“Show Me How!”…This Book Is A Perfect Parent & Teacher Holiday Gift

I would like to introduce you to one of my author friends, Vivian Kirkfield, who is an educator, parenting speaker and children’s author.  I have asked Vivian to be a Holiday Guest Blogger and tell you about her award-winning book for parents and teachers of preschoolers, Show Me How! Build Your Child’s Self-Esteem Through Reading, Crafting and Cooking. Her book pinpoints 100 picture books every young child should read and provides a story summary, gentle parenting tip, eco-friendly craft project, and child-friendly healthful cooking activity for each recommended title.

Our family has enjoyed this remarkable book, which incorporates all the Brain Color attributes.
Yellow Brain: Well organized and detailed  information
Blue Brain: Creative activities and story prompts to share conversations with your children
Green Brain: Reading and learning from a well researched selection of books
Orange Brain: An abundance of  fun craft projects  and healthy cooking activities

I know  it will be a valuable addition to any family’s book collection and a memorable Holiday Gift, which will be treasured and used during the holiday and every day!

I have read and love all the books Vivian refers to in her blog post. Below are all the “Yellow Brain Details” about her her book, Show Me How! Build Your Child’s Self-Esteem Through Reading, Crafting and Cooking. I hope you will enjoy reading about Vivian’s creative and engaging resource.

Now, Here’s Vivian…

“This value-packed resource has been endorsed by parents, teachers, self-esteem experts and national organizations such as the Juvenile Diabetes Research Foundation (JDRF).  A portion of the book sale proceeds goes to the JDRF and various children’s literacy organizations.   The Show-Me-How Story-time Program has traveled to New Hampshire and Chicago and has been implemented in local kindergartens and she has a new Show Me How Picture Books and Crafts for Kids series on YouTube.  Ms. Kirkfield shares her passion for using picture books and positive parental participation to build self-esteem and strengthen the parent-child connection during her presentations to mom groups and teacher organizations and she will be presenting her hands-on workshop, “Building Literacy and Self-Esteem…One Picture Book at a Time” at the 2013 Asian Festival of Children’s Content, an annual international children’s literacy conference held in Singapore every May.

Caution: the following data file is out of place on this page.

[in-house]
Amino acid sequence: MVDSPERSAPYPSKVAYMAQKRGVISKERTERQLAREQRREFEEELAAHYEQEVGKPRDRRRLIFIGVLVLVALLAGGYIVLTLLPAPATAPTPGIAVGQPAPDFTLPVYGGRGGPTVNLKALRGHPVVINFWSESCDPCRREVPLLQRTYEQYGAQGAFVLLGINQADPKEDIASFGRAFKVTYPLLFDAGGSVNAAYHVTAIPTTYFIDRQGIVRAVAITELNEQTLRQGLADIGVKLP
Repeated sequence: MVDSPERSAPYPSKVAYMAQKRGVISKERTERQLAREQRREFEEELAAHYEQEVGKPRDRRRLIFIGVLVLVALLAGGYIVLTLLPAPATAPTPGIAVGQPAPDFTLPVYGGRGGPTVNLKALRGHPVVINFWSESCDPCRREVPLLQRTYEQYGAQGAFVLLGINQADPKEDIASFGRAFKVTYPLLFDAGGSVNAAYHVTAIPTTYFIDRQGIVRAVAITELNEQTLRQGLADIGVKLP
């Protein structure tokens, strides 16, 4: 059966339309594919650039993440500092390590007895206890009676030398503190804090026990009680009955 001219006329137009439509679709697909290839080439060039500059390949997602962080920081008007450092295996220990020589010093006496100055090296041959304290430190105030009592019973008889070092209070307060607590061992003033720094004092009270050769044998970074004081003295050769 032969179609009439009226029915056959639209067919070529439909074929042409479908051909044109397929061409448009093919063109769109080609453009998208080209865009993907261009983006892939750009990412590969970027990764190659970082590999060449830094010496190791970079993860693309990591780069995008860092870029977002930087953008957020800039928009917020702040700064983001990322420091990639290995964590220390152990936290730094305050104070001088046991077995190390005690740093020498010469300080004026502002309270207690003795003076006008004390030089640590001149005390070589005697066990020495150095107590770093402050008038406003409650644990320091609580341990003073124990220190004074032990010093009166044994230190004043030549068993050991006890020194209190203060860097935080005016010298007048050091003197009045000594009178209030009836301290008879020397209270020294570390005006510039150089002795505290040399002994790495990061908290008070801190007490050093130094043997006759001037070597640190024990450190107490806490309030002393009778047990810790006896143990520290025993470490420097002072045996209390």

Show Me How! Build Self-Esteem With Picture Books!

“Read me one more story, please?” Just about every parent has heard this plaintive cry.   Young children love to listen to picture book stories and they enjoy cuddling close to daddy on a comfy couch or leaning back on mommy’s lap as they help to turn the dog-eared pages of a beloved book.

Why should we read picture books to young children?

  • We read with them for entertainment and enjoyment.
  • Picture books help young children deal with many of their challenges.
  • Children are able to relate the events in the book to their own experiences.
  • Studies show that children who are read to at an early age are more successful in school.

But which books should you read?  Thousands of titles are available at bookstores and libraries.  Which books should parents choose for their young children?

Here is my list of five top classic picture books…each book addresses different components of building self-esteem, one of the most priceless gifts we can help our children attain.

Leo the Late Bloomer by Robert Kraus
Mastering tasks and skills
is one of the most important components of a positive self-image.  Young children learn new things at an amazing rate, but each child is unique and has his or her own time-line.  In this story, a little lion named Leo is unable to do the things his friends can do, such as write his name and eat neatly.  His father is worried and questions Leo’s mother.  She reassures him that Leo will do everything in his own time.  She is proved right as Leo masters all of those skills.

What a beautiful story to read to any young child, but it may be especially helpful for children who seem behind age-mates.  Although it is important to be aware of the various stages of a child’s physical, intellectual and emotional development because the earlier a problem is detected, the faster help can be obtained; we need to remember that each child matures at his or her own pace and should not be compared with siblings or playmates.

Frederick by Leo Lionni
Valuing one’s own strengths and qualities
is the second component of high self-esteem. Frederick’s mouse family scurries around to collect seeds and nuts for the winter while Frederick seems to be daydreaming.  He explains that he is collecting sunshine, colors and words.  When winter comes and the long cold days and nights seem endless, Frederick entertains his family and lifts their spirits by reciting the poetry he composed while the other mice were collecting food.